What Does Brexit Mean For U.K Universities, Students and Academics?

On 23 June 2016, a hotly contested debate around the UK’s continued membership of the European Union ended in a public vote narrowly in support of the “leave” campaign.

The complete implications of the referendum – including exactly when the UK will commence its exit (Brexit) along with the terms which it’s going to achieve this are yet uncertain, and likely to be like that for quite a while.

With Prime Minister David Cameron committed to stepping down by October, the upcoming months will see the country achieve a new prime minister, and perhaps hold an election, in turn shaping the negotiating point from where great Britain commences exit talks.

Once Article 50 is formally invoked, there will be only two-year negotiating window left, also it’s unlikely there’ll be any significant changes until this is closed. Once the process is complete, what could Brexit mean for young students, universities and academics from the EU, UK and elsewhere?

Fees and Financial Aid

Probably the most pressing questions for current EU students in the UK, and people planning to enroll in the future, is whether tuition fees can change. Many U.K universities previously issued public statements pledging to keep current fee levels for existing EU students until the end of their studies, as well as to those planning to commence studies in the 2016/17 academic year.

Students Loans Company (SLC) has confirmed that EU nationals who are already studying in England, or going to commence studies, will continue to be qualified to receive the loans and grants that currently have, throughout the duration of their course.

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In the long term, it is possible that EU students will have to pay a higher fee rates that apply to those from outside the EU. However, those looking around the brighter side have noticed that the pound will fall in value, if sustained, may make studying in England cheaper for many international students.

Visas and Work

With immigration controls so central to the Brexit debate, chances are that new regulations are going to be introduced in the near future (though that’s uncertain before two-year negotiating period ends).

If the UK withdraws from existing agreements on freedom of movement, future EU students might need to get a Tier 4 student visa or even a short-term study visa, in order to study in the UK.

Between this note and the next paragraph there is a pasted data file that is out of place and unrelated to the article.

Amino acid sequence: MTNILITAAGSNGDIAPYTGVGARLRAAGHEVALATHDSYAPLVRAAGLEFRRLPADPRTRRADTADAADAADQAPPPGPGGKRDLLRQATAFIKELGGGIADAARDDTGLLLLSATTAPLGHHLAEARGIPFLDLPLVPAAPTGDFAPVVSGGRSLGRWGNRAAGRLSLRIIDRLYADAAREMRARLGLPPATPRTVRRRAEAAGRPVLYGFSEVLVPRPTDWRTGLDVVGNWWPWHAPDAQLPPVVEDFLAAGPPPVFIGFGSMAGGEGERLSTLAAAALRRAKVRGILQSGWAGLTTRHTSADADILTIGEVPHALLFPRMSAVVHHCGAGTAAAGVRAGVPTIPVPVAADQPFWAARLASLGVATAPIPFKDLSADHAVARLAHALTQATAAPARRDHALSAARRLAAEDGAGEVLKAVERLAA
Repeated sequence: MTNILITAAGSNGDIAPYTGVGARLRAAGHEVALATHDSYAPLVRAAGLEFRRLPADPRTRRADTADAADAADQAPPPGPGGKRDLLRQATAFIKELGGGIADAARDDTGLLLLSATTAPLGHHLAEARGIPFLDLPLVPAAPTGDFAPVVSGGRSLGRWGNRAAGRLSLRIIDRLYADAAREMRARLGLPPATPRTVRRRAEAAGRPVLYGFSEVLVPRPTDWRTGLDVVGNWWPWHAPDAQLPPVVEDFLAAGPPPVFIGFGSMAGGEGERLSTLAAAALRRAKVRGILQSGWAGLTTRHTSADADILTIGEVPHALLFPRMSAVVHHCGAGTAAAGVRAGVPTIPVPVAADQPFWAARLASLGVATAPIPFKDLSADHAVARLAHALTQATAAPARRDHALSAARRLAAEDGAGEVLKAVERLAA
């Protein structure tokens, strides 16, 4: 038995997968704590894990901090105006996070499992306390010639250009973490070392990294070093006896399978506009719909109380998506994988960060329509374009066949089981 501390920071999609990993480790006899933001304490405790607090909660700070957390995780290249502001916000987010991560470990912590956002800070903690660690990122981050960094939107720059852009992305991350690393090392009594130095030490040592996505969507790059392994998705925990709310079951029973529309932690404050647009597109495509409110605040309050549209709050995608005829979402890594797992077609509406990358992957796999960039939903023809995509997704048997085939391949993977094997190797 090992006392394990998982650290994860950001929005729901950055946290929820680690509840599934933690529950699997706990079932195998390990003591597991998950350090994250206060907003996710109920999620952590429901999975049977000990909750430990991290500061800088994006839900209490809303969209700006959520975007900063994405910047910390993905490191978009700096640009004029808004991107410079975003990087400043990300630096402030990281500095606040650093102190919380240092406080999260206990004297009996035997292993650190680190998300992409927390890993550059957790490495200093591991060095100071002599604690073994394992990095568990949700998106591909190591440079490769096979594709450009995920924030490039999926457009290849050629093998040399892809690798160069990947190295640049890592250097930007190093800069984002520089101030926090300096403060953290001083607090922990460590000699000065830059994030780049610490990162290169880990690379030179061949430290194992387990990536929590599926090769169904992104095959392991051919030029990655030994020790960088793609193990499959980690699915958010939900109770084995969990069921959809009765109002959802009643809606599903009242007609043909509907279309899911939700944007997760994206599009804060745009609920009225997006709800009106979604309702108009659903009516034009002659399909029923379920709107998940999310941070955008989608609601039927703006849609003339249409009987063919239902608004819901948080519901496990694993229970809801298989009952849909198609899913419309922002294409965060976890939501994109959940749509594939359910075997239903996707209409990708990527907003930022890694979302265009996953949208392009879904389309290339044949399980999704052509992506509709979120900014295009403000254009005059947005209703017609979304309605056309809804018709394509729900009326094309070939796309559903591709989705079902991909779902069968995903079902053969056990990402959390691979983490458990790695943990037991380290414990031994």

However, it is also possible that the government will revise visa conditions in light of the changing situation, introducing new processes or requirements for EU students and for all international students.

In addition, It’s likely great Britain government will eventually set a new target for overall immigration numbers, and introduce a points-based visa system for incoming EU nationals.

It’s not clear whether international students will be included in this overall number, however, the new points-based system would also apply to those planning to work in the United Kingdom after completing a college degree.

Currently, the most common visas for working in Britain, including Tier 2 (General), require applicants to have a job offer in place before you apply for the visa. If this remains to be the case, life turns into significantly harder for EU nationals.

However, it is possible that the United Kingdom will reach some sort of compromise about the freedom of movement issue, perhaps by introducing a grace period where graduates and also other EU citizens can search for work within the U.K.

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Outbound Movement Through the UK

When I spoke to students last month before writing this article, many UK students said they were concerned about Brexit would limit their opportunities to study, travel and work elsewhere in the EU. During the 2013/14 academic year, over 15,566 U.K students participated in Erasmus study and work placements, and this number is growing significantly in recent years (by 115% from 2007).

U.K students studying full degree programs on the continent currently pay significantly lower tuition fees than most of them would at home in most cases – also enjoying all the benefits that come from international experience.

It’s possible that from now on, UK students will face higher fees in many (though not all) in European Union, while they transfer to the non-EU category. They also have to apply for student visas, and in many cases might have reduced rights to be eligible to work during and after their studies. British students will probably no longer be eligible for Erasmus funding, thus the UK universities will make an effort to maintain strong exchange partnerships within and beyond Europe.

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Research Funding & PhD

How about those pursuing research-based programs and careers in England? Following the referendum result, British researchers have voiced concerns regarding the potential reduction in EU funding, which currently comes down to almost 1 billion annually.

There are also concerns about the potential lowering of incoming talent; 16% of researchers at British universities currently result from other EU states. Research partnerships between institutions can also decrease, and if you pay attention to the most pessimistic predictions – industry investment could fall, while borrowing can become harder (and costly) for universities and the government.

From the positive side, the strong reputation, facilities and relationships of U.K universities will definitely not disappear overnight, and the U.K college sector is strongly united in the determination to take care of current degrees of opportunity for a lot of students and faculty members.

Without a doubt the United Kingdom’s universities and student (both domestic and international) will become important voices in the discussions ahead.

 

 

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